Why Did the Most Promising New Filmmakers Fail Us in 2013?

by Peter D. Marshall

by Christopher Campbell.

47 Ronin
This is a special edition of Short Starts, where we look at the past year of disappointing feature debuts from filmmakers who previously wowed us with their short films.

Short films can be good calling cards, but they aren’t always the best proof that a filmmaker has the skills to immediately jump into a feature. Especially a big Hollywood production. In recent years, thanks to the combination of the Internet, social media and cheaper tools for making movies on a personal computer, we’ve seen some awesome short films go viral and then get the attention of studio execs and big time producers.

The filmmakers, in only a few minutes of screen time, display a lot of talent and imagination and, most importantly, promise. But they’re often handed properties that are too much to handle even for experienced directors, as we saw with Neill Blomkamp’s assignment of Halo as a feature debut. Fortunately, that never happened and instead we got District 9, an extension of his popular short, Alive in Joburg.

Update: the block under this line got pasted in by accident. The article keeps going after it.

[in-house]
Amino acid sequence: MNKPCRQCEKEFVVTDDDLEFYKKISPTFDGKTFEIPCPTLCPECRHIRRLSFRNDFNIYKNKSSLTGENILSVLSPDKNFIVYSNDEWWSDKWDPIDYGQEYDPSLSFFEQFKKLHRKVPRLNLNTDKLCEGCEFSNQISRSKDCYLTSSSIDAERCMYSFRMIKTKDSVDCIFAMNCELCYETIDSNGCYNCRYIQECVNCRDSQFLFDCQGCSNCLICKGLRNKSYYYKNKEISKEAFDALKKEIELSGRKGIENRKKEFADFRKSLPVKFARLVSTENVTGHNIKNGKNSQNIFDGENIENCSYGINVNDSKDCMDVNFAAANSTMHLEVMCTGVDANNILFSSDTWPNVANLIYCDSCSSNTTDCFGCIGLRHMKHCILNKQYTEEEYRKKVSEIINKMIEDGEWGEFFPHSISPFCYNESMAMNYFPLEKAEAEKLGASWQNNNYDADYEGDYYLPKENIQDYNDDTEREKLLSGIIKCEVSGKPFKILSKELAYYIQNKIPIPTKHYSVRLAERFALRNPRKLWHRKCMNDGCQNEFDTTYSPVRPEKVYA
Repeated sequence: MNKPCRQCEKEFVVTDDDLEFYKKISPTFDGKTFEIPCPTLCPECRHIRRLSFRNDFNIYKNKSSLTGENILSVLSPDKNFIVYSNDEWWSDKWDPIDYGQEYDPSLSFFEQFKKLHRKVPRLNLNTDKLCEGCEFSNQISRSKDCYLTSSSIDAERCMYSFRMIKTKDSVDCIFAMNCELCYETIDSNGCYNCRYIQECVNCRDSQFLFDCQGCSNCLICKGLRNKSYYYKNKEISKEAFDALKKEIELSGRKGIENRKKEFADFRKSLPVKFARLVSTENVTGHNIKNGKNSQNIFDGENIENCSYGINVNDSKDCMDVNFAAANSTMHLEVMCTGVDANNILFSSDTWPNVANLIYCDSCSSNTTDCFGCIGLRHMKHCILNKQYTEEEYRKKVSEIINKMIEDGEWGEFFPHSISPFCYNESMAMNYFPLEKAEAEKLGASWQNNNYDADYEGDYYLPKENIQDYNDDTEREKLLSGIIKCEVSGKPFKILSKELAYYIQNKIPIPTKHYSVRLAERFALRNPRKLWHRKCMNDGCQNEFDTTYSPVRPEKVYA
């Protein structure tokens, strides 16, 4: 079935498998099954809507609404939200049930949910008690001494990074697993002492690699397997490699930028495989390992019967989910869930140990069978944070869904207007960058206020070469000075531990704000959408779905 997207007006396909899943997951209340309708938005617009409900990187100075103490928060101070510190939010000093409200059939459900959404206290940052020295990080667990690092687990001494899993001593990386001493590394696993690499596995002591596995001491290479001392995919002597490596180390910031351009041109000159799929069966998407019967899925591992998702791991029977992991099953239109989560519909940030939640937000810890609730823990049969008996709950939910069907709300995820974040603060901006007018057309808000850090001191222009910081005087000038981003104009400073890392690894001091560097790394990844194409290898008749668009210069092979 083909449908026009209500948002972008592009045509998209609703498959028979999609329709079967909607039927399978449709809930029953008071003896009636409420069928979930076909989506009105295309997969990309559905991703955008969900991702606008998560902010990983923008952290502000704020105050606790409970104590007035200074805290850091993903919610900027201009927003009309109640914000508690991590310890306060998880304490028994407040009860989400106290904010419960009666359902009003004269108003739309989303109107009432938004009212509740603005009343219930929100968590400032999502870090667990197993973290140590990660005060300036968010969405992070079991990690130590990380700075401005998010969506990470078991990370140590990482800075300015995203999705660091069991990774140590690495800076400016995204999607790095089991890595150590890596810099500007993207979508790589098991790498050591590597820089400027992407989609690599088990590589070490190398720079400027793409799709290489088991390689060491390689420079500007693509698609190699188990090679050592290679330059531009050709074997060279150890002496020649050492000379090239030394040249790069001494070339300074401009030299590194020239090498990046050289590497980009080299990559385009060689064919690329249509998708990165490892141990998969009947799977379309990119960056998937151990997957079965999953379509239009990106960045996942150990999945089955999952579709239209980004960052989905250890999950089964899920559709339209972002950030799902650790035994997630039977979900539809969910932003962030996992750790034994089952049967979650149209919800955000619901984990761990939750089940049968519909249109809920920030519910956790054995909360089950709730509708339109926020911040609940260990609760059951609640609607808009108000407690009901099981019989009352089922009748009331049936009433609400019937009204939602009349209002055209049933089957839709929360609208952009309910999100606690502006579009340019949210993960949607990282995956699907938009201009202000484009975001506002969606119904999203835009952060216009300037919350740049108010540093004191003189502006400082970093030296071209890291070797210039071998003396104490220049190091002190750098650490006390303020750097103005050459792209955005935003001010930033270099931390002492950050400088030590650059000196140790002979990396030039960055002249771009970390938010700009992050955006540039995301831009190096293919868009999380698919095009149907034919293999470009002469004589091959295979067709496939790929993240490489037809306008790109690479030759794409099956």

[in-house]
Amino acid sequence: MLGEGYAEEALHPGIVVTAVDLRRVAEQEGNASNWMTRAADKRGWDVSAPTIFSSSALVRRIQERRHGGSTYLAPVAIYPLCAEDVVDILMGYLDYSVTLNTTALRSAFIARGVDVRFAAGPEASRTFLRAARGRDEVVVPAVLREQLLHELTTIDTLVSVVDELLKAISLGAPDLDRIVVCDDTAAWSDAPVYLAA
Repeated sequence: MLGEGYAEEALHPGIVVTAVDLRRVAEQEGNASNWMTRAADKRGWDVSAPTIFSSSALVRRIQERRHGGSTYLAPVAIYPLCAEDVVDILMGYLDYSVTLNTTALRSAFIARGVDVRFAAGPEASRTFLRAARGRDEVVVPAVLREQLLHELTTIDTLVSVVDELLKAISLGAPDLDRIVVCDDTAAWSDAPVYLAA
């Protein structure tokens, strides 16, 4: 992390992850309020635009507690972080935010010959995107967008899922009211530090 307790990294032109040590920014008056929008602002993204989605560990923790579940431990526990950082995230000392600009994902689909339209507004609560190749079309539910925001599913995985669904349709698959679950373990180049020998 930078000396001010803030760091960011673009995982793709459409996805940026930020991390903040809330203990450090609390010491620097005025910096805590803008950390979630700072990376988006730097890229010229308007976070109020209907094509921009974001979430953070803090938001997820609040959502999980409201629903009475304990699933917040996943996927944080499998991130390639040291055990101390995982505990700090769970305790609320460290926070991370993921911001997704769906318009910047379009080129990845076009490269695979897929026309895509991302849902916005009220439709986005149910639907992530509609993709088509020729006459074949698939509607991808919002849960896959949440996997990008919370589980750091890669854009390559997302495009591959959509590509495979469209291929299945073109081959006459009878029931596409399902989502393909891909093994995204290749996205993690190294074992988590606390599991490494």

It’s fitting that Blomkamp disappointed with his sophomore effort (Elysium) in 2013, a year that overall was pretty dismal for directors transitioning from shorts to features. Terrible movies from people who had broken out with acclaimed shorts isn’t anything new. In the past we’ve seen Oscar nominees like Stephen Kessler and Christian E. Christiansen move “up” to Vegas Vacation and The Roommate, respectively.

The past year was particularly heavy on the disappointing newcomers, though. 2013 even finished out with what’s possibly the biggest bomb of the year, and yep it’s a feature debut from a short film sensation: 47 Ronin, directed by Carl Erik Rinsch, who’d previously helmed the under-five-minute sci-fi effort, a commercial for Philips actually, title The Gift. Let’s watch the short and remember the good times below.

Read the rest of this article from Film School Rejects.

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